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People's Republic of Chicago, Sunday Night
Lisa Marquez had just finished unpacking when someone knocked at her door. "It's open!"
Doug Shapiro, one of the mission's second secretaries, put his head in. "Sorry to bother you, Doctor. Did you hear about the latest changes?"
"What changes?" She stuffed the last of her empty bags into the tiny hotel closet. "Hey, you don't have to stand in the hall. Come in."
"Thanks." Shapiro squeezed past, noting the view outside. "Nice. I see Special Assistants rate windows."
The Hilton looked down on an ancient park which lay bare and peaceful under a thin blanket of snow. In the distance, toward the lake, there was an ice rink upon which pairs of stolid, well-bundled Chicagoans glided in the pale sunset. It was so pretty that Lisa hardly noticed the barricades separating the hotel from the park.
"Nice for Chicago, you mean."
"Well, yeah." Shapiro smiled. He was twenty-eight, five years her junior, thin, quiet, and all but invisible until you knew him awhile. They had become friends of a sort in the last two months. "My grandfather got his head busted down there, you know."
"In People's Park? When was this—during the War?" Lisa had turned on the TV, quickly sampling the three official channels serving the People's Republic, to her regret. She left set on, however; while her own counterbugging devices were in place, a dose of good old white noise never hurt—in the unlikely case anyone happened to be listening in.
"Oh, long before the War. Last century, in fact, about 1970. There was a riot during a political convention, Nixon's or Reagan's someone like that. Grandpa got arrested and roughed up and thrown in jail, along with a couple of hundred other kids. I guess it was a pretty big deal. He used to talk about it like it was."
Lisa stepped up to the window, wishing for a contraband cigarette or, at very least, an illegal drink.—"So you come by your deviationist tendencies naturally. I have to say I'm shocked to think that a counterrevolutionary like you could reach a position of responsibility in the service of the Great States of Texas." They both laughed at that. "Changes in what, Douglas?"
"Oh, sorry: itinerary."
"Really?" She kept a casual expression and tone—she'd had lots of practice—but began to worry. "Getting out of Chicago a day early, something like that?"
"No such luck. There's been what can kindly be described as a hitch in the negotiations with the Californians."
"A major hitch?" She really wanted that cigarette now.
"I'd say so, They're canceling the whole L.A. conference"
Damn! "Does anybody know why?"
"No one talks to me, but I get the feeling it had to do with basic admission criteria and access. The Californians want more than the Africans are willing to give."
"Christ, Douglas, everybody wants his people to have first crack at the Hocq when they come to town. They were probably just bluffing anyway. The 'workers' paradise' here gave us a lot of trouble, too, but here we are."
"Tell that to Bannekker and his buddies—"
"—All I know is, we'll make the stop in Minneapolis as scheduled and then go home. No Denver, no L.A."
"Great." She did not have to fake a tone of annoyance. "Do the Hocq know yet?"
"The Governor was on her way up there a while ago."
"I hope they take this better than they usually take bad news."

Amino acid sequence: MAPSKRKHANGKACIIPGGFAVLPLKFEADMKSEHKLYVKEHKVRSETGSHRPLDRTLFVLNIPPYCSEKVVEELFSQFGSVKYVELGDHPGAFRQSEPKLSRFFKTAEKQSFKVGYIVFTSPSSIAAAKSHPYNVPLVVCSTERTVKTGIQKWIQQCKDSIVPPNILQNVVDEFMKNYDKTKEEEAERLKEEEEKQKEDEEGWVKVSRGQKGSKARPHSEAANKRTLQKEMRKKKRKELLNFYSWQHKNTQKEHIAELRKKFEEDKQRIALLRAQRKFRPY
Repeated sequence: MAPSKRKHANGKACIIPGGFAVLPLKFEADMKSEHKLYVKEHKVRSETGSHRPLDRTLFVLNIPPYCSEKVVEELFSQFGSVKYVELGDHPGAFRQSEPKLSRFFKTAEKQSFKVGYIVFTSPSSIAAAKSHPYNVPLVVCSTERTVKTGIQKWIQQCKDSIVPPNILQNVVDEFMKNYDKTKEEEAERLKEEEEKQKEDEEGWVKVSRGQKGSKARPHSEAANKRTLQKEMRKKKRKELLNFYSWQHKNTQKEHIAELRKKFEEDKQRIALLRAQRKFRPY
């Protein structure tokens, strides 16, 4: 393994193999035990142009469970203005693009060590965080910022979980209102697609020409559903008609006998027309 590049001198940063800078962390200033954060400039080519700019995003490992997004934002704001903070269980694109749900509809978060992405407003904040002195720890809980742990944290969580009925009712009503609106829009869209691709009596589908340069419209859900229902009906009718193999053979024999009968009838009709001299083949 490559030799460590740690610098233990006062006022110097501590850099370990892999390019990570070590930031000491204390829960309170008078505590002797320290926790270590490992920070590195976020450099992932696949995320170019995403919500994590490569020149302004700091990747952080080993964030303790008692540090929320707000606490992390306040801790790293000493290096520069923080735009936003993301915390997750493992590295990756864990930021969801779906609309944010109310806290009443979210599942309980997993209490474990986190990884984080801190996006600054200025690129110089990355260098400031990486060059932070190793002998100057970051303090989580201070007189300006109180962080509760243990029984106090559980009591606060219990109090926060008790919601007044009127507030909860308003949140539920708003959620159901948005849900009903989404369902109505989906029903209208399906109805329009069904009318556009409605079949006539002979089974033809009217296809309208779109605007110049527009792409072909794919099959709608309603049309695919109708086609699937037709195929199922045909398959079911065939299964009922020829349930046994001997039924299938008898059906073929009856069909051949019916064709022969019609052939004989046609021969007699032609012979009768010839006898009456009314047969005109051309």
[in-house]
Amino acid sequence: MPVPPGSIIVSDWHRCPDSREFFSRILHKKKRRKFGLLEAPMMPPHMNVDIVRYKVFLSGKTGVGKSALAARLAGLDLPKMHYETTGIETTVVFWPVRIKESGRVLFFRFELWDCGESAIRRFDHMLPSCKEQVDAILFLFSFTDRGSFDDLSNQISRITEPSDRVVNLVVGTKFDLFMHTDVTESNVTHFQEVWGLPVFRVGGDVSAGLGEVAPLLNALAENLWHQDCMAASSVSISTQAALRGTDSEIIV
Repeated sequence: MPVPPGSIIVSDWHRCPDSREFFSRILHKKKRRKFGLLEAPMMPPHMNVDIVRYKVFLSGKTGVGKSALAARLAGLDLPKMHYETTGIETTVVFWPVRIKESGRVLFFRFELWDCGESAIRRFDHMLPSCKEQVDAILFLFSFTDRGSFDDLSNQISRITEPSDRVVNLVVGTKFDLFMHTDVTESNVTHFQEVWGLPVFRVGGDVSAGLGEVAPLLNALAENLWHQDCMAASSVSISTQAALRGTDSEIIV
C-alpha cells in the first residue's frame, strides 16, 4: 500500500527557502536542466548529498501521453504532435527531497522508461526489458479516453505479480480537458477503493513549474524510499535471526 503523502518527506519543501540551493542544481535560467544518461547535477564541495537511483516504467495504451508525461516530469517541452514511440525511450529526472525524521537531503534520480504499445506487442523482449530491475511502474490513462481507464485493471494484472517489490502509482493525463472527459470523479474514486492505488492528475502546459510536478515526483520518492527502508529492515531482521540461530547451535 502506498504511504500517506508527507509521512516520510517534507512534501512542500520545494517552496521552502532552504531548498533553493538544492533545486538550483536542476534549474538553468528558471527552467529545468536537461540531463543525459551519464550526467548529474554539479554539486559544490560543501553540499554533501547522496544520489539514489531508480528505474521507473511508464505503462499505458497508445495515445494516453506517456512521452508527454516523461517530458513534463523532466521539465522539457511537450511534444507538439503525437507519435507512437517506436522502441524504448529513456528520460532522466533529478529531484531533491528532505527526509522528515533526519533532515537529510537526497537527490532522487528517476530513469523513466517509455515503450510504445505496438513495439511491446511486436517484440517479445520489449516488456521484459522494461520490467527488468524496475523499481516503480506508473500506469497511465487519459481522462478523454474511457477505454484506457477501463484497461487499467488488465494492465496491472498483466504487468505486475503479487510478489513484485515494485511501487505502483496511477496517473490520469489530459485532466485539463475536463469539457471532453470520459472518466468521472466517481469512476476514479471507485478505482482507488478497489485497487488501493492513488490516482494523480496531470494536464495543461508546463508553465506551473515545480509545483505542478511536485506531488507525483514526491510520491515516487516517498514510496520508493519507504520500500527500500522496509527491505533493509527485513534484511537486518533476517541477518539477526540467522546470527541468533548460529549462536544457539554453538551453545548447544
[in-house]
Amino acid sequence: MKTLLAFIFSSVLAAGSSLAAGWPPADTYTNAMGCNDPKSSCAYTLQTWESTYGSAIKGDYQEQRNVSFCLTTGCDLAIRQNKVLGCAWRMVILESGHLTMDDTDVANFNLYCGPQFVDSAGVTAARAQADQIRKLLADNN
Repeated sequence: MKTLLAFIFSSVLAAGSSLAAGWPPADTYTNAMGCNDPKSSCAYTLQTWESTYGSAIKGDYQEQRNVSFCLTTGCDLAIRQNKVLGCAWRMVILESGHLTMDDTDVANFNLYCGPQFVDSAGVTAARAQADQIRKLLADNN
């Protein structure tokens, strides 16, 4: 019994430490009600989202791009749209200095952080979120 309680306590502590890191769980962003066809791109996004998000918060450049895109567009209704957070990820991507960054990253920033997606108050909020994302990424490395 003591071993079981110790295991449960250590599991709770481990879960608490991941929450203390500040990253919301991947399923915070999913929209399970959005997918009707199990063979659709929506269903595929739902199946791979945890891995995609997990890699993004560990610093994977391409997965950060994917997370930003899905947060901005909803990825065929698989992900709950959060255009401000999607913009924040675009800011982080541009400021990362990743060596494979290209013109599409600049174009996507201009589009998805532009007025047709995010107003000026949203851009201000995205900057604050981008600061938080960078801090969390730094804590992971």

"Yeah, it'd be tough to explain to the folks back home that we let the Governor get eaten by aliens from outer space."
Lisa couldn't help smiling. "Still, it's too bad. I was hoping to try surfing."
"You're originally from that area, aren't you?"
"I was born there, yeah."
"Well ... maybe next year," Shapiro said. "I'd better finish my appointed rounds."
"Thanks for giving me the news."
When she was alone again she had to fight a strong urge to throw some heavy object against the wall. As soon as that impotent anger subsided she allowed herself to get depressed. The whole plan depended on that rendezvous in Denver ... Could the two of them now escape across fifteen hundred miles of hostile countryside? What a horrible idea.
The phone rang. She knew who it would be.
Lisa was used to his voice by now, an accomplishment she would have thought impossible only a few months ago. Each member of the Hocq mission spoke English, of course—but with the assistance of voders that made them sound like terribly grammatical car crashes. Harrek was one of the more understandable ones, but listening to him still gave her a headache.
"I assume you've heard the news," she said.
"Yes," the alien rasped. "Very distressing."
Aware that they might be under surveillance, Lisa was forced into the ridiculous position of communicating with an extraterrestrial by means of an improvised code. "How are you feeling?" she asked, knowing that, physically, Harrek was fine "Are your greater knees still giving you trouble?"
"I still suffer," the alien replied.
Lisa could easily picture Harrek, hunched by the telephone in the penthouse several floors overhead, the room crammed with support equipment ... and three other Hocq, including Big Bad Boroz. "Has the ... uh, doctor given you any medication?"
"Not yet." There was a pause. "She wishes to continue the treatment."
Oh my God, he wants to go through with it! "is that even possible?"
"There is no choice."
Was he telling her that one of his sisters suspected? It was probably inevitable that their plan would leak. You couldn't keep a defection a secret forever—
"Maybe I can help you out. There's some special medication in cruiser three, down in the garage."